Later in 1634, the regiment was part of Horn’s forces campaigning against the Bavarian forces of Aldringer. The rough size of the force would have been roughly 8 companies. Prior to Nordlingen (September 1634), the regiment was sent to Mainz to act as a garrison force and then disappears from the records.


Three Flags for the Red IR using the 1620's design

Unit History – Thurn (or Black regiment; Swedish 1624 – 1639)
The Thurn regiment is based on one of the many German regiments serving the Swedes. The regiment was also one of four units alternatively known as the Black regiment because of its flag. The Thurn regiment was often reported as wearing blue coats. Raised for Danish service in 1624 in Northern Germany in the area around Emden, the regiment joined the Swedes in 1629 and was under the command of Claus Dietrich ‘Sperreuter’. Later in 1630 command was assumed by H. Jr. V. Thurn; after which, the unit saw action in the Pomeranian campaign (September 1630 to January 1631). Later in action at Werben (August 1631), Breitenfeld (September 1631), Bamberg (March 1632) where it counterattacked the Imperial advance but was later withdrawn, Lech (April 1632), and Alte Veste (September 1632).  
At Lutzen (November 1632) the regiment was placed in reserve and helped lead Bernhard’s final assaults in the late evening after Gustavus Adolphus’s death. At the battle the regiment was commanded by Oberst Hans Jakob Graf von Thurn.
In 1633, the regiment was part of Duke Bernhard Sachsen-Weimar Corp’s which supported Horn. After being virtually destroyed at Nordlingen (September 1634), the shattered regiment was reformed in 1634 along with Limbach, Tiesenhausen, King and Cratz Infantry Regiments into a new regiment under the command of Thurn. This new regiment then saw action as part of the Weimarian Army of 1635-39.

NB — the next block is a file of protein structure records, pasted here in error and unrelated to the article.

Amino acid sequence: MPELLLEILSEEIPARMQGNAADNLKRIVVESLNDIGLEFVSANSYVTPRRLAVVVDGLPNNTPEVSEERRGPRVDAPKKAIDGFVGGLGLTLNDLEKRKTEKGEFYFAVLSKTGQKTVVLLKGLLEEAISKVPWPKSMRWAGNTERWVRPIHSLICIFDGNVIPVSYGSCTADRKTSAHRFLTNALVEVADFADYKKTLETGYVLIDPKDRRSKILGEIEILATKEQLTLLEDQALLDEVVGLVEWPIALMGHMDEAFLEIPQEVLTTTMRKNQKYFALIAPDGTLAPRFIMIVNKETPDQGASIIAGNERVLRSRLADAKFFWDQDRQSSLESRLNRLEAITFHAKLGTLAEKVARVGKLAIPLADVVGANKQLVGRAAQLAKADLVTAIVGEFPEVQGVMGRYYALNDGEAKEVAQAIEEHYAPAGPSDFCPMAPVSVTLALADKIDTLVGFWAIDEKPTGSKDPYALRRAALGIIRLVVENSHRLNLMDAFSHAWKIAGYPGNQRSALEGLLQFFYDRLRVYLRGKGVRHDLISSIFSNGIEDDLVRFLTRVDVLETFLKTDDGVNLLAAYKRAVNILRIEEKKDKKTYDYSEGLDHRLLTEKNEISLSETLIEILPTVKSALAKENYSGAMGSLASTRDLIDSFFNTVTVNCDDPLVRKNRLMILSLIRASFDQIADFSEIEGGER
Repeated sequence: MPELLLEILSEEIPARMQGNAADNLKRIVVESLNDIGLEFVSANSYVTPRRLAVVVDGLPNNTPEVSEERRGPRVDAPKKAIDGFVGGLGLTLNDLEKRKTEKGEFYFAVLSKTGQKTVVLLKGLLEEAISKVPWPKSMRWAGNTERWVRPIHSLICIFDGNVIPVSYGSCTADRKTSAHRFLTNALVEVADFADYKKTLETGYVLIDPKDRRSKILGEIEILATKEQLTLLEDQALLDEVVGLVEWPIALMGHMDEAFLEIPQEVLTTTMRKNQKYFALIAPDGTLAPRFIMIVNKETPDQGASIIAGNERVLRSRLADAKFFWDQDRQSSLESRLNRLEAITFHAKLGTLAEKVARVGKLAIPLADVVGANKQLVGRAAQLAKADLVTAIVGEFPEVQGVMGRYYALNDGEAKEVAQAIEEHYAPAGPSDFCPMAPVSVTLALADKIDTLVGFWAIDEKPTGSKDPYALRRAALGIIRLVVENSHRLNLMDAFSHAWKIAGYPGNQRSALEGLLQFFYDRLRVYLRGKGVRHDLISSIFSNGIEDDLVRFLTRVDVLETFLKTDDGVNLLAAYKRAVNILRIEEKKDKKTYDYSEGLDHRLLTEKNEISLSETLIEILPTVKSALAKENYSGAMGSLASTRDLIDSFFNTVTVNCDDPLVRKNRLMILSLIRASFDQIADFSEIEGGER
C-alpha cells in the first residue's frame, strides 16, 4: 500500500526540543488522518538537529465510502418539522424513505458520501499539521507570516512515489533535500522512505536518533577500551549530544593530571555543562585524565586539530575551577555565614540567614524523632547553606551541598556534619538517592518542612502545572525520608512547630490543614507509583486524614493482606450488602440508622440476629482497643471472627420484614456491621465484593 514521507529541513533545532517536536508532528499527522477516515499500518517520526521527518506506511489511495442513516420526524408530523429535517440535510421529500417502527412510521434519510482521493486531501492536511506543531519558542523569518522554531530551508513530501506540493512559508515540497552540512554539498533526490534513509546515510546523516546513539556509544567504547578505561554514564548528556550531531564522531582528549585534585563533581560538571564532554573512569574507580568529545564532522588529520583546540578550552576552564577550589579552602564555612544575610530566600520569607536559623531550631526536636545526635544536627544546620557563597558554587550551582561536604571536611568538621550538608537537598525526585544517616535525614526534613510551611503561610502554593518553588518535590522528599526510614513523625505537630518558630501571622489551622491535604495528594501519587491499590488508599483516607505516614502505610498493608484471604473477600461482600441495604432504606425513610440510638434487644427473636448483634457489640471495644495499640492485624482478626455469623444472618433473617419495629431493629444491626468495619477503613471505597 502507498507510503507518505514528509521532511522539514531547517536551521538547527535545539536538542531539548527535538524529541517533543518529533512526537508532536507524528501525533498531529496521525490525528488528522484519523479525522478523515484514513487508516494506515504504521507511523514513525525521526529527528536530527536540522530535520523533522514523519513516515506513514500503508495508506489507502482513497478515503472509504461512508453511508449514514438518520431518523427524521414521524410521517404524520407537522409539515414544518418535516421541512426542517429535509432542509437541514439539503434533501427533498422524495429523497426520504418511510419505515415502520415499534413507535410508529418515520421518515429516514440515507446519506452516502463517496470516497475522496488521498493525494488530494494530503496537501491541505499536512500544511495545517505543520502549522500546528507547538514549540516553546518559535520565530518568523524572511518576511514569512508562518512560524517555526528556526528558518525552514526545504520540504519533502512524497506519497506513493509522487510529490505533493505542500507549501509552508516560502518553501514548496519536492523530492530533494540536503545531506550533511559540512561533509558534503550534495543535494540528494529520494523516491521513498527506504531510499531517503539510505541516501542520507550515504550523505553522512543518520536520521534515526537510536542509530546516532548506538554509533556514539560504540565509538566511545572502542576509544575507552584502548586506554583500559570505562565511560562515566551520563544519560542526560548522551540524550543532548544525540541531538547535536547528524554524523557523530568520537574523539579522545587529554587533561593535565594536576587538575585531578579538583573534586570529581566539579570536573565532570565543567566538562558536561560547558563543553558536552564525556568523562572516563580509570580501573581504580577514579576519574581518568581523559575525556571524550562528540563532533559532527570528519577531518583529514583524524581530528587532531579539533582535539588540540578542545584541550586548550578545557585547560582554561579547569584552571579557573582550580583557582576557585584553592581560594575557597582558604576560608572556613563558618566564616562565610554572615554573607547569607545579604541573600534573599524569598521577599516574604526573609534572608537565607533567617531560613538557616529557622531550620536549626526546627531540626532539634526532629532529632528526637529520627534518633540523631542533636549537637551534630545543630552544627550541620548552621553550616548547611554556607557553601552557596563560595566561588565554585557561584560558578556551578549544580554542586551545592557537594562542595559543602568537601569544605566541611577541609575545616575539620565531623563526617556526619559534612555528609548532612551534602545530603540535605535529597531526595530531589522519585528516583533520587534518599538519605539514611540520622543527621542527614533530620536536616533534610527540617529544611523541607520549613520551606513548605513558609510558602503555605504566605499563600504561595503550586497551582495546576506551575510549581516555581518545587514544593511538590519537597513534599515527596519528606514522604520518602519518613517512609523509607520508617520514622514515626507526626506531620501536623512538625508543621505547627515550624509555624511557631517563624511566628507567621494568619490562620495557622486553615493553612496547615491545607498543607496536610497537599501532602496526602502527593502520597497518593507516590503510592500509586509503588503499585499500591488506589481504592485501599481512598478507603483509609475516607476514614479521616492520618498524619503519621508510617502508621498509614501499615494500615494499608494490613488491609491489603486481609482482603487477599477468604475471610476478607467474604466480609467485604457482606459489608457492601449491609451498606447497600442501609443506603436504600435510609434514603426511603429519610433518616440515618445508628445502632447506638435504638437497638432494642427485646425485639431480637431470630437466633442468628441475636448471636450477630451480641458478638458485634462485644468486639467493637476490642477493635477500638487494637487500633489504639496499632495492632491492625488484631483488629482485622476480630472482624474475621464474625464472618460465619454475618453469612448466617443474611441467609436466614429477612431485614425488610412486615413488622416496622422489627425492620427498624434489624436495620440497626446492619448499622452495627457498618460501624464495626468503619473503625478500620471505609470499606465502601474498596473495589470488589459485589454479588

Three flags for the Thurn (Black) IR using the 1620's design

Unit History – Ruthven IR (Swedish 1631 – 1639)
The Ruthven regiment is another one of the many German regiments serving the Swedes. The commander, Patrick Ruthven, was a Scottish soldier of high standing with Gustavus Adolphus. A mercenary, Ruthven, first commanded the Smaland regiment. He later served the Royalists in the English Civil War and was made Earl of Forth and Brentford by Charles I.
The regiment itself first is mentioned in 1631 as part of Christian’s army likely being a Scots Levy from 1629. In October 1631, the size was roughly 16 companies. As part of the Swedish forces it saw action at Alte Veste (September 1632).  
The regiment was not at Lutzen (November 1632) but, in 1633, the regiment was part of Duke Bernhard Sachsen-Weimar Corp’s which supported Horn. After being virtually destroyed at Nordlingen (September 1634), the shattered regiment was attached to Baner’s corps. It fought at Wittstock (October 1636) where it helped defeat the Saxons and Imperialist forces. After the battle, the regiment joined Torstensson’s corps where it was merged into other units.


Two Flags for the Ruthven IR
Text: Osprey’s The Army of Gustavus Adolphus (1) Infantry (Men-at-Arms 235)
Battles of the Thirty Years War From White Mountain to Nordlingen, William P. Guthrie, Greenwood Press, 2002.
Osprey's L├╝tzen 1632 (Campaign Series), Richard Brezezinski, 2001.